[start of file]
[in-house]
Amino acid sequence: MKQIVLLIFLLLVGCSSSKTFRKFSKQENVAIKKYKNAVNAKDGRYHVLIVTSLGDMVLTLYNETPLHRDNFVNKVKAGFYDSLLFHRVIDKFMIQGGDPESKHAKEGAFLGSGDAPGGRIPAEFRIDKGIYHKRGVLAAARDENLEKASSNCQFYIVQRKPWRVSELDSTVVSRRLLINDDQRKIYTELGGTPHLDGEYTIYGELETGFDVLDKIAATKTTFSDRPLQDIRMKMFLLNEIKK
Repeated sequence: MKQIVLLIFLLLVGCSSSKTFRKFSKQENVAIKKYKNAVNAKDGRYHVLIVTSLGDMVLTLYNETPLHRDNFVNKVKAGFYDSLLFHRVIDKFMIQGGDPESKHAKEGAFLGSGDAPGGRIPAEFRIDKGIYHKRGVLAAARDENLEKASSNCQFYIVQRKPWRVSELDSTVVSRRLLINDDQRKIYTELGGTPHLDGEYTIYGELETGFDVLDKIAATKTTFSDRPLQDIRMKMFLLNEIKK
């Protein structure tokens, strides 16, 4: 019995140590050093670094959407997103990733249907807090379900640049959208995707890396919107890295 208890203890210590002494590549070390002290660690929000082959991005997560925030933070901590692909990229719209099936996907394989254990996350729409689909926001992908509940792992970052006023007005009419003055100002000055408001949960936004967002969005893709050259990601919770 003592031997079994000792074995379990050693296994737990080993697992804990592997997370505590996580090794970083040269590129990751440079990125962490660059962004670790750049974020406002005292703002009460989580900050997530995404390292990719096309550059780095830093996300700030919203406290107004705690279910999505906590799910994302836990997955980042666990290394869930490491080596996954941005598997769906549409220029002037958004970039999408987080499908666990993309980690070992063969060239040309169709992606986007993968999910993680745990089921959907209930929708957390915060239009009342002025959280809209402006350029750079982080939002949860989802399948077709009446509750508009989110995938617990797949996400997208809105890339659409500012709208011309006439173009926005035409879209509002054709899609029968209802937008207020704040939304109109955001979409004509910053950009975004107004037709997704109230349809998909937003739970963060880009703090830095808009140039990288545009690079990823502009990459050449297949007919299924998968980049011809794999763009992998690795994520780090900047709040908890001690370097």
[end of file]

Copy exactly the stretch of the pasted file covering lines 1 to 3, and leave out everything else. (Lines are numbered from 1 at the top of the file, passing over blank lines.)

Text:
[in-house]
Amino acid sequence: MKQIVLLIFLLLVGCSSSKTFRKFSKQENVAIKKYKNAVNAKDGRYHVLIVTSLGDMVLTLYNETPLHRDNFVNKVKAGFYDSLLFHRVIDKFMIQGGDPESKHAKEGAFLGSGDAPGGRIPAEFRIDKGIYHKRGVLAAARDENLEKASSNCQFYIVQRKPWRVSELDSTVVSRRLLINDDQRKIYTELGGTPHLDGEYTIYGELETGFDVLDKIAATKTTFSDRPLQDIRMKMFLLNEIKK
Repeated sequence: MKQIVLLIFLLLVGCSSSKTFRKFSKQENVAIKKYKNAVNAKDGRYHVLIVTSLGDMVLTLYNETPLHRDNFVNKVKAGFYDSLLFHRVIDKFMIQGGDPESKHAKEGAFLGSGDAPGGRIPAEFRIDKGIYHKRGVLAAARDENLEKASSNCQFYIVQRKPWRVSELDSTVVSRRLLINDDQRKIYTELGGTPHLDGEYTIYGELETGFDVLDKIAATKTTFSDRPLQDIRMKMFLLNEIKK